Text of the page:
Michael Corey (@Michael_Corey) is the President of Ntirety, a division of Hosting. Michael is an experienced entrepreneur and a recognized expert on relational databases, remote database administration, and data warehousing. Microsoft named Michael a SQL Server MVP, VMware named him a vExpert, and Oracle named him an Oracle Ace. Michael has presented at technical and business conferences from Brazil to Australia. Michael is a past president of the Independent Oracle Users Group; he helped found the Professional Association of SQL Server, is a current board member of the IOUG Cloud SIG, and is actively involved in numerous professional associations and industry user groups. Michael currently sits on the executive committee for the Massachusetts Robert H. Goddard Council for Science, Technology, Engineering, and Mathematics. Jeff Szastak (@Szastak) is currently a Staff Systems Engineer for VMware. Jeff has been with VMware for over six years, holding various roles with VMware during his tenure. These roles have included being a TAM, Systems Engineer Specialist for Business-Critical Applications, Enterprise Healthcare Systems Engineer, and a CTO Ambassador. Jeff is a recognized expert for virtualizing databases and other high I/O applications on the vSphere platform. Jeff is a regular speaker at VMworld, VMware Partner Exchange, VMware User Groups, and has spoken at several SQL PASS events. Jeff holds a Master of Information Assurance degree as well as the distinguished CISSP certification. Jeff has over 13 “lucky” years in IT and is passionate about helping others find a better way to do IT. Michael Webster (@vcdxnz001) is based in Auckland, New Zealand. He is a VMware Certified Design Expert (VCDX #66), author of longwhiteclouds. com (a top-15 virtualization blog), and a Top 10 Vmworld Session Speaker for 2013. In addition, he is a Senior Solutions and Performance Engineer for Nutanix, vExpert, MCSE, and NPP. Michael specializes in solution architecture and performance engineering for Unix-to-VMware migrations as well as virtualizing business-critical applications such as SQL, Oracle, SAP, Exchange, Enterprise Java Systems, and monster VMs in software-defined data centers. Michael has more than 20 years experience in the IT industry and 10 years experience deploying VMware solutions in large-scale environments around the globe. He is regularly a presenter at VMware VMworld, VMware vForums, VMware User Groups, and other industry events. In addition to this book, Michael was technical reviewer of VCDX Boot Camp and Virtualizing and Tuning Large-Scale Java Platforms, both published by VMware Press.
Take your idea from concept to production with this unique guide. Whether it’s called physical computing, ubiquitous computing, or the Internet of Things, it’s a hot topic in technology: how to channel your inner Steve Jobs and successfully combine hardware, embedded software, web services, electronics, and cool design to create cutting-edge devices that are fun, interactive, and practical. If you’d like to create the next must-have product, this unique book is the perfect place to start. Both a creative and practical primer, it explores the platforms you can use to develop hardware or software, discusses design concepts that will make your products eye-catching and appealing, and shows you ways to scale up from a single prototype to mass production. Features: helps software engineers, web designers, product designers, and electronics engineers start designing products using the Internet-of-Things approach; explains how to combine sensors, servos, robotics, Arduino chips, and more with various networks or the Internet, to create interactive, cutting-edge devices; and provides an overview of the necessary steps to take your idea from concept through production. If you’d like to design for the future, “Designing the Internet of Things” is a great place to start.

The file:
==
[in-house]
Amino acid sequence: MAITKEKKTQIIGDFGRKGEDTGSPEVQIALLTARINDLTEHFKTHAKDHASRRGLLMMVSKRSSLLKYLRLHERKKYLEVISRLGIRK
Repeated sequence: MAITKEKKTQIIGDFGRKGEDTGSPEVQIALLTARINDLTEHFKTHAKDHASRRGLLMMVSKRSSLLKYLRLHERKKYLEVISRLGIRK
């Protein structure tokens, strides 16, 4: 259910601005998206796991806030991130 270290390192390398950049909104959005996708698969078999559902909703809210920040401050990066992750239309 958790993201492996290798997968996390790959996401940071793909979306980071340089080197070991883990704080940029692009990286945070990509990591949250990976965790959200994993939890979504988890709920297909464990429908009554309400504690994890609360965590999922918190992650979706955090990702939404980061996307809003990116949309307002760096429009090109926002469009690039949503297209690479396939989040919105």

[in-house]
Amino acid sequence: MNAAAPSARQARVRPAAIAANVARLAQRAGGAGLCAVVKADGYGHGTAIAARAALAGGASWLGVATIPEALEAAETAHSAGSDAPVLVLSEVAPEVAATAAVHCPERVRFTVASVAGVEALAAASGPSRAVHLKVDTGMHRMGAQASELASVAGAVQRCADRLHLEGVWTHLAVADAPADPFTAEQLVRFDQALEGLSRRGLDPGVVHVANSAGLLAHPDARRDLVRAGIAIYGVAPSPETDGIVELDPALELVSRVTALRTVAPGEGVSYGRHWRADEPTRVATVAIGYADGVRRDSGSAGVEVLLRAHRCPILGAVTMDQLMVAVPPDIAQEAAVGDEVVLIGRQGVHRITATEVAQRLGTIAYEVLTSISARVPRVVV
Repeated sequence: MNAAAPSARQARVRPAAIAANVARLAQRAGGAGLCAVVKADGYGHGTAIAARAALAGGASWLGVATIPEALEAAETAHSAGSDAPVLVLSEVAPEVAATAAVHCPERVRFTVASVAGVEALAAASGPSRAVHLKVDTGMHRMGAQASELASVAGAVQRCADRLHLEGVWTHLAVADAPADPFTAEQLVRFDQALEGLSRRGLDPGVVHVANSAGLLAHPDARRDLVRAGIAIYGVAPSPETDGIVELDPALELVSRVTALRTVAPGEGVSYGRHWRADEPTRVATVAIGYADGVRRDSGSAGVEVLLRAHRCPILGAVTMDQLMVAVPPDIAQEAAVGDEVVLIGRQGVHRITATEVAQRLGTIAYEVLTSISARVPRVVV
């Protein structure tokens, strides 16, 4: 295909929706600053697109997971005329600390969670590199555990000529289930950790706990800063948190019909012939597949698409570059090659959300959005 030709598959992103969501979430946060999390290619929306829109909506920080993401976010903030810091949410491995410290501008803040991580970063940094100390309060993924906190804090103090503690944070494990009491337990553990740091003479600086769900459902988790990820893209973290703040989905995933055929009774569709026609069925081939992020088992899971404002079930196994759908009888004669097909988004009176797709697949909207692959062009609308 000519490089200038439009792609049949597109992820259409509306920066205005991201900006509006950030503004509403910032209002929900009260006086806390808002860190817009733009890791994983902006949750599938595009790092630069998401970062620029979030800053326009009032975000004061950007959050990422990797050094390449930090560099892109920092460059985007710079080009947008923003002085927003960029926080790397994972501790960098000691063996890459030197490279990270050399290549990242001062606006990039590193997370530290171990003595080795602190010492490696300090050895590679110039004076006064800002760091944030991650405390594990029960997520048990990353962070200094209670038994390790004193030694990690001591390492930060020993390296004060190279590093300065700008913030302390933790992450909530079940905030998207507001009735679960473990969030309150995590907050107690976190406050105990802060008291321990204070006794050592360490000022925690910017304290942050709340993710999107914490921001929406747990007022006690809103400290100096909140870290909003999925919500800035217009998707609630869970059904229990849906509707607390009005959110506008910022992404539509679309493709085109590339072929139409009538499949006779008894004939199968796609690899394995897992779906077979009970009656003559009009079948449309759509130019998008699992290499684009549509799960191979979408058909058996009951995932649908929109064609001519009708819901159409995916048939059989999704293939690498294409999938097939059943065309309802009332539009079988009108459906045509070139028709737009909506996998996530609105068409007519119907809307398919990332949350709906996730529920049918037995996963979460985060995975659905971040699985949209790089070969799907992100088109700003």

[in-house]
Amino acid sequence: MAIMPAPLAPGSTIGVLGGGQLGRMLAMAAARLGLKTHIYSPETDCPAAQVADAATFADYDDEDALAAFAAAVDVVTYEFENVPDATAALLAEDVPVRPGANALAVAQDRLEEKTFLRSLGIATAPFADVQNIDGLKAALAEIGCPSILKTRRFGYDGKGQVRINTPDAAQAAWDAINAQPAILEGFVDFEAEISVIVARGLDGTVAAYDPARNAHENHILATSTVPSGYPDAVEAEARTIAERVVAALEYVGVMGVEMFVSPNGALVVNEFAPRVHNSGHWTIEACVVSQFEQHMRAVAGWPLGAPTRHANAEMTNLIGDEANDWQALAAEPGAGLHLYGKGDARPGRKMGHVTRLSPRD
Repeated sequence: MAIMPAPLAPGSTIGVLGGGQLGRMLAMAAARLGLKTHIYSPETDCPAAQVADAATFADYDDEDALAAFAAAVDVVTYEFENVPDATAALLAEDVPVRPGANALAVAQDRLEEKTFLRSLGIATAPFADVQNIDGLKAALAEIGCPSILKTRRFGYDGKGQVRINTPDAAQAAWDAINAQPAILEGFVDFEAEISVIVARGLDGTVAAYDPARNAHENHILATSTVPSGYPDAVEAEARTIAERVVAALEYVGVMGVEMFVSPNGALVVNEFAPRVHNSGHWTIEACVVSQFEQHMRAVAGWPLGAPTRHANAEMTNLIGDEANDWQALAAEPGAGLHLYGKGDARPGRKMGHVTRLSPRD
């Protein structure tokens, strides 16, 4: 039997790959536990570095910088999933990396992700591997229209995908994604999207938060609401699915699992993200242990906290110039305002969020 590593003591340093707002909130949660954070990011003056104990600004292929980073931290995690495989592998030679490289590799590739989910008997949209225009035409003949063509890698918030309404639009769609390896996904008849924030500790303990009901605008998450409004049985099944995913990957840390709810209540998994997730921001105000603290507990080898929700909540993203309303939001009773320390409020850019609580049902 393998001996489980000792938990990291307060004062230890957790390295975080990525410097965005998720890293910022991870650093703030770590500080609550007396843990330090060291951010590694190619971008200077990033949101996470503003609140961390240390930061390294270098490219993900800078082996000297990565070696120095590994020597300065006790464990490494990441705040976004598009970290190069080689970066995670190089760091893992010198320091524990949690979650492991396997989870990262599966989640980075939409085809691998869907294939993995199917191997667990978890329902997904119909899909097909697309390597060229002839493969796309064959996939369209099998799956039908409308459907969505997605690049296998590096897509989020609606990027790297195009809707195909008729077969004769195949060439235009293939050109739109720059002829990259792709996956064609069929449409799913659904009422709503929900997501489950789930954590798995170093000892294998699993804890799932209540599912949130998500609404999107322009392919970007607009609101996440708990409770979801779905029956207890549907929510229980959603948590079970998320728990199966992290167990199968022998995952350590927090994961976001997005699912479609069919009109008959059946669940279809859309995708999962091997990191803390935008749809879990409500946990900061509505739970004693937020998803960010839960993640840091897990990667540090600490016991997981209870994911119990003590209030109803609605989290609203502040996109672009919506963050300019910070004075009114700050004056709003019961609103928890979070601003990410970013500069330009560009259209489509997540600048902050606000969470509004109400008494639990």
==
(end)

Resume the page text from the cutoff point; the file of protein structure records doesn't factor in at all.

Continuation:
About the Author
Adrian McEwen (Liverpool, UK) is an Internet of Things expert. He co-wrote and runs the Howduino course, teaching about Arduino across the UK. Adrian is the curator of official Arduino Ethernet Library. He has prowled the rooftops of Liverpool City Centre embedding Arduino sensors into the city’s infrastructure. Hakim Cassimally (Liverpool, UK) is an Italian and English Literature Graduate who discovered Perl and never looked back. A writer of SciFi, Hakim founded a study group for the Stanford AI distributed learning classes.
Spreadsheets are used daily by millions of people for tasks that range from organizing a list of addresses to carrying out complex economic simulations. Spreadsheet programs are easy to learn and convenient to use because they have a clear visual model and a simple efficient underlying computational model. Yet although the basic spreadsheet model could be extended, improved, or otherwise experimented with in many ways, there is no coherently designed, reasonably efficient open source spreadsheet implementation that is a suitable platform for such experiments. This book fills the gap, teaching users how to experiment with and implement innovative spreadsheet functionality and introducing two software platforms for doing so. Along the way, it draws on and illustrates software technologies and computer science topics that range from object-oriented programming to compiler technology. Spreadsheet Implementation Technology surveys a wide range of information about spreadsheets drawn from user experience, the scientific literature, and patents. After summarizing the spreadsheet computation model and the most important challenges for efficient recalculation, the book describes Corecalc, a core implementation of essential spreadsheet functionality suitable for practical experiments, and Funcalc, an extension of Corecalc that allows users to define their own functions without extraneous programming languages or loss of efficiency. It also shows the advantages of automatic function specialization and offers a user’s manual for Funcalc. The Corecalc and Funcalc software is downloadable free of charge.
About the Author
Peter Sestoft is a Professor at the IT University of Copenhagen, Denmark. He is the author or coauthor of several books, including Java Precisely and C# Precisely, both published by the MIT Press.